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decided: December 17, 1974.


Appeal from the Order of the Workmen's Compensation Appeal Board in case of Theodore Brewer v. Hughes-Foulkrod Co., No. A-67510.


John J. Pentz, Jr., with him Bensinger & Pentz, P.A., for appellant.

Edward H. Hoffner, with him Robinson & Hoffner and James N. Diefenderfer, for appellees.

Judges Kramer, Wilkinson, Jr. and Rogers, sitting as a panel of three. Opinion by Judge Wilkinson.

Author: Wilkinson

[ 16 Pa. Commw. Page 188]

This case has a long and somewhat complicated history which, for the purposes of this opinion, needs not be set forth in its entirety. Claimant-appellant injured his right ankle in 1962 while in the employ of appellee. A claim petition was filed and after a hearing, the referee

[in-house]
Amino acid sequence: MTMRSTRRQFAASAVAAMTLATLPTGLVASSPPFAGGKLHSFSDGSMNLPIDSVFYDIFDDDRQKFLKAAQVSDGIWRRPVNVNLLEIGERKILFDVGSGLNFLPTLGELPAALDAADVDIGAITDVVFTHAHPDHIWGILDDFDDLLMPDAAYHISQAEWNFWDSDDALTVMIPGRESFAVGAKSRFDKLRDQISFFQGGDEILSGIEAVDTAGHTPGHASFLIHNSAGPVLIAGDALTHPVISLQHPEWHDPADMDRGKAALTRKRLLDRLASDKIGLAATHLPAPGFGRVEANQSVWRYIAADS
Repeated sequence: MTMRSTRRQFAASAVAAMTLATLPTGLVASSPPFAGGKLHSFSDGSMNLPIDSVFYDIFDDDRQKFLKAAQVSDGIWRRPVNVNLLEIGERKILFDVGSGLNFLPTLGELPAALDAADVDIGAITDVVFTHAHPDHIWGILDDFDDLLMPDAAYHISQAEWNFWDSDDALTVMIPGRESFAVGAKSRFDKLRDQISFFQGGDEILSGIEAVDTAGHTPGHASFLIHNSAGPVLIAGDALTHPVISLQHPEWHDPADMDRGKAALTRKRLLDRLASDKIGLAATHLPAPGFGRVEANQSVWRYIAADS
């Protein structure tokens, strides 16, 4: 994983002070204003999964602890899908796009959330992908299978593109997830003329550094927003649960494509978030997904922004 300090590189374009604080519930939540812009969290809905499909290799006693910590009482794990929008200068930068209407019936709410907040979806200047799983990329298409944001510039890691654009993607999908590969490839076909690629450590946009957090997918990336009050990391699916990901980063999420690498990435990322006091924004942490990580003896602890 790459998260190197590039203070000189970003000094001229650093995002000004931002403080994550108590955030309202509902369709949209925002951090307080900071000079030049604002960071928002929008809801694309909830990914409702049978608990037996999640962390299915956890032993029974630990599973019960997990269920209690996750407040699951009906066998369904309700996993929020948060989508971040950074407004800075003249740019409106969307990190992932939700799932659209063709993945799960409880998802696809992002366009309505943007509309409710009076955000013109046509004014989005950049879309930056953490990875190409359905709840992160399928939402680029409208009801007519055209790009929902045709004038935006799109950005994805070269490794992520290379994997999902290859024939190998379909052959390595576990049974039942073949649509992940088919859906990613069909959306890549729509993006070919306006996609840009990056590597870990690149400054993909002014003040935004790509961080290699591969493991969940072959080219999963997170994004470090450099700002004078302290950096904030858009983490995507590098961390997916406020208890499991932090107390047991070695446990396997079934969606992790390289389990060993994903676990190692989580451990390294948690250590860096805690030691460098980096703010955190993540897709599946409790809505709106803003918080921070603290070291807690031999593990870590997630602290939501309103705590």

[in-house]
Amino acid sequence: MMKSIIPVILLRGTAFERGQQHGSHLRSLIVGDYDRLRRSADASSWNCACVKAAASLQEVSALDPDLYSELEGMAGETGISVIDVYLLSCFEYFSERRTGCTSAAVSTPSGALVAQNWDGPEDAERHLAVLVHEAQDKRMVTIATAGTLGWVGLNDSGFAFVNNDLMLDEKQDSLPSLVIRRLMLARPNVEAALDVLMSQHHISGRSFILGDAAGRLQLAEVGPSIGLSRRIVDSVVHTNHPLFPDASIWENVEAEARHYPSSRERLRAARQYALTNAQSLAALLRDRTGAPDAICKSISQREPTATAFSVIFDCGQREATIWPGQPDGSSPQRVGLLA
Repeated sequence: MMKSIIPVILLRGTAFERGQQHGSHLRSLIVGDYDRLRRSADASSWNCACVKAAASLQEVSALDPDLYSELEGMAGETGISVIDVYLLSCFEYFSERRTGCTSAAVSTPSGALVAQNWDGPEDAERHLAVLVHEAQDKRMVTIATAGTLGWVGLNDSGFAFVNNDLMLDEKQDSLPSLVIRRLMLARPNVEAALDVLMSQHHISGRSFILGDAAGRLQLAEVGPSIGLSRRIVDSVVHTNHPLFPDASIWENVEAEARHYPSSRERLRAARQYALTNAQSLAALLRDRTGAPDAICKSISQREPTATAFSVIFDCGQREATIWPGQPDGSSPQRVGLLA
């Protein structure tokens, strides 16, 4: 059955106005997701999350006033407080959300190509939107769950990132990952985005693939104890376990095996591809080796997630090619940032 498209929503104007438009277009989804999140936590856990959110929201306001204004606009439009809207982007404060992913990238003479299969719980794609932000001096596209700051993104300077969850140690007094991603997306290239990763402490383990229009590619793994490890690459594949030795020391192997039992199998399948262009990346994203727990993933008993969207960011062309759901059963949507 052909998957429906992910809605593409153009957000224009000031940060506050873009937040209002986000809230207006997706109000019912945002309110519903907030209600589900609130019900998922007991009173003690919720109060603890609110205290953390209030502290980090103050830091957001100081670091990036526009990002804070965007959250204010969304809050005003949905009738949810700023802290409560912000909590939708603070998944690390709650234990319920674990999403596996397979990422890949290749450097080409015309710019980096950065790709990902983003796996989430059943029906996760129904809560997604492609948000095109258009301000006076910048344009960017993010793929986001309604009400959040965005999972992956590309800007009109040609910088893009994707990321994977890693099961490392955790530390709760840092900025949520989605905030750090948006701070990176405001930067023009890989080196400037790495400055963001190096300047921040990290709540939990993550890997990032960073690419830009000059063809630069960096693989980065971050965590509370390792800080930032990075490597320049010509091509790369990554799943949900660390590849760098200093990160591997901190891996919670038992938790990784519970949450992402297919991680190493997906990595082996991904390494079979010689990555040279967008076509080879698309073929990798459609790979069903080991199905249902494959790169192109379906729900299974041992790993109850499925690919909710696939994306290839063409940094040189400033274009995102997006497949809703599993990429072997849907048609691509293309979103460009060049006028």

[ 16 Pa. Commw. Page 189]

    made the following finding on December 2, 1963: "6. We find as a fact that as a result of the accidental injury to his right lower leg, the claimant suffered a severe sprain resulting in chronic causalgia, traumatic arthritis of his right ankle, peripheral vascular disease of his right lower extremity and neuritis which resulted in his becoming totally disabled on May 7, 1962, continuing to April 7, 1963, inclusive. Beginning April 8, 1963 the claimant's disability changed from total to a twenty-five percent (25%) partial disability and loss of earning power, continuing to July 11, 1963, inclusive. Beginning July 12, 1963, his disability changed to a fifteen percent (15%) partial disability and loss of earning power, continuing to November 14, 1963, the date of hearing, and indefinitely thereafter." This decision was not appealed.